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The Encyclopedia of Oklahoma History and Culture

ECU Administration Building
(21882.26, Oklahoma Historical Society Photograph Collection, OHS).


Three normal schools were established in eastern Oklahoma in 1909, one of which was East Central College (now East Central University, ECU). Three similar institutions had been established during the Territorial Era in western Oklahoma. Each provided preparatory education, including two years of college leading to teacher certification.

Ada's selection as the college's location followed intensive lobbying efforts by the 25,000 Club, a local booster group that also raised funds for faculty salaries so that classes could begin in autumn 1909 in local churches and public school classrooms. The 1910 legislature appropriated funds for faculty salaries and a building, which was constructed later that year on a sixteen-acre site donated by Dan Hayes, a Chickasaw allottee.

In 1919 the six normal schools became teachers' colleges and began to confer bachelor's degrees. In 1939 they added degree programs in arts and sciences and were designated as state colleges. In 1954 the six colleges were authorized to offer their first graduate work in a fifth-year program for teachers. Other master's degree programs have since been added. In 1974 East Central College became East Central Oklahoma State University, and the name was changed to East Central University in 1985.

ECU has had only six presidents during its history: Charles Briles, James Gordon, Adolph Linscheid, Charles Spencer, Stanley Wagner, and Bill Cole. Distinguished alumni include three governors. Those serving Oklahoma were George Nigh and Robert S. Kerr, who is also noted for his career in the U.S. Senate. Ernest McFarland, governor of and congressman from Arizona, was a classmate of Kerr's. Numerous Chickasaw and Choctaw governors and officials also graduated from the university. Among Oklahoma universities ECU stands out for its pioneering efforts and special programs, including promoting access to handicapped students, developing corresponding undergraduate and graduate degree programs for rehabilitation services, and initiating services for the hearing impaired. At the turn of the twenty-first century the campus consisted of thirty-seven buildings on 135 acres, and the university typically enrolled more than four thousand students per semester.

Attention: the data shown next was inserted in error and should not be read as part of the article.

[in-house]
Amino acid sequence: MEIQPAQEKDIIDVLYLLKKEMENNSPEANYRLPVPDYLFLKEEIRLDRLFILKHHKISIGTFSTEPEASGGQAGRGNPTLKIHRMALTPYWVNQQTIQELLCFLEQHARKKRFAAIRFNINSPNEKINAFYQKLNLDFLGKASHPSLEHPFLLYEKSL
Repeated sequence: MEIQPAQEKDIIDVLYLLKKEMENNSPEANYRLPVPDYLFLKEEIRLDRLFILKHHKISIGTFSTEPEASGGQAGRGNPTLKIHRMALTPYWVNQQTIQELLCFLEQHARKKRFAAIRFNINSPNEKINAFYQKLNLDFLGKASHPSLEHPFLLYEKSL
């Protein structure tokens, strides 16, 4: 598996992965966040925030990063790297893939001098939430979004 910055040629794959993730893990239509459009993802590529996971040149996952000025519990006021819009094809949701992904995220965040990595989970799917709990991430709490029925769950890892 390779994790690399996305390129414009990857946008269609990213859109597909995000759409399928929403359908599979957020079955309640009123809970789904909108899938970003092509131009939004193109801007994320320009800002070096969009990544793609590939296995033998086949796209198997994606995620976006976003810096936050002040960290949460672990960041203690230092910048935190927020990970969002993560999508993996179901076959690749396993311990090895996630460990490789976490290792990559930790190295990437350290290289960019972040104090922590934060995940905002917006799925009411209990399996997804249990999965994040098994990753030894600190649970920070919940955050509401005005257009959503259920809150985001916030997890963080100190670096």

Alvin O. Turner


J. Hugh Biles, The Early History of Ada (Ada, Okla.: Oklahoma State Bank, 1954).

"Education, Higher—Oklahoma—Ada," Vertical File, Research Division, Oklahoma Historical Society, Oklahoma City.

Marvin E. Kroeker and Guy W. Logsdon, Ada, Oklahoma, Queen City of the Chickasaw Nation (Virginia Beach, Va.: Donning Co., 1998).

John A. Walker et al., The East Central Story: From Normal School to University, 1909–1984 (Ada, Okla.: East Central Oklahoma State University, 1984).

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The following (as per The Chicago Manual of Style, 17th edition) is the preferred citation for articles:
Alvin O. Turner, “East Central University,” The Encyclopedia of Oklahoma History and Culture, https://www.okhistory.org/publications/enc/entry.php?entry=EA005.

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